Sara Van Driest Archives
Nov. 6, 2019—The use of acid reducers among children is on the rise and so are potential side effects, which is sparking concern according to a recent study.
Oct. 3, 2019—For patients in pediatric intensive care who are at high risk for acute kidney injury (AKI), giving clinicians automated decision support during the electronic order entry process increased the rate of blood testing for AKI by 9%.
Van Driest lands young investigator award from the American Society of Clinical Pharmacology and Therapeutics
May. 22, 2019—Sara Van Driest, MD, PhD, assistant professor of Pediatrics and Medicine, recently received the 2019 Leon I. Goldberg Early Investigator Award from the American Society of Clinical Pharmacology and Therapeutics.
Feb. 7, 2019—Some biomedical researchers may be unsure about routine electronic health record (EHR) data and how useful it ultimately may prove for drawing meaningful, actionable associations that warrant changes to clinical practice and lead to improved clinical outcomes.
Study finds acetaminophen helps reduce acute kidney injury risk in children following cardiac surgery
May. 24, 2018—Children who underwent cardiac surgery were less likely to develop acute kidney injury if they had been treated with acetaminophen in the first 48 hours after their procedures, according to a Vanderbilt study just published in JAMA Pediatrics.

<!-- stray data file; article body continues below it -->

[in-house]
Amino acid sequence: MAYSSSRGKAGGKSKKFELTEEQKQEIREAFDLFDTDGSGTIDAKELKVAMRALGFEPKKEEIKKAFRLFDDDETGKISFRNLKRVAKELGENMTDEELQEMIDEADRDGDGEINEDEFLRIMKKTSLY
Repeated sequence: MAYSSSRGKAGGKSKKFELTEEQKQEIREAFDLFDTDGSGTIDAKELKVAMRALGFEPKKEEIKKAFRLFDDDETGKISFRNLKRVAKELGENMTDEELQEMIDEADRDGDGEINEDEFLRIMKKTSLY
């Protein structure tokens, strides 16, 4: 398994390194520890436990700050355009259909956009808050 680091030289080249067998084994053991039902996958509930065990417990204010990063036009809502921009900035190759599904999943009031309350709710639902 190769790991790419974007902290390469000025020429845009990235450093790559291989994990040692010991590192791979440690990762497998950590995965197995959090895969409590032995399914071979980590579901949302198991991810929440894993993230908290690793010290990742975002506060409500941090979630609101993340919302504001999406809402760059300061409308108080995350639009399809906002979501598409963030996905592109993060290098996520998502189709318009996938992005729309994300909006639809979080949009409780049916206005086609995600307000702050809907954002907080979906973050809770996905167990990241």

Jan. 25, 2018—Vanderbilt University Medical Center (VUMC) has expanded and relaunched genetic testing to predict patient responses to drugs.
Jul. 27, 2017—Sara Van Driest, M.D., Ph.D., who is developing methods for precision dosing of pediatric medications at Vanderbilt University Medical Center (VUMC), has received a 2017 Clinical Scientist Development Award from the Doris Duke Charitable Foundation.
Jun. 8, 2017—Researchers at Vanderbilt University Medical Center (VUMC) have developed a screening tool intended to more quickly identify patients with acute kidney injury (AKI).
Jan. 5, 2016—A genetic test that suggests a patient may be at increased risk for potentially fatal heart rhythms is very often not as ominous as it sounds.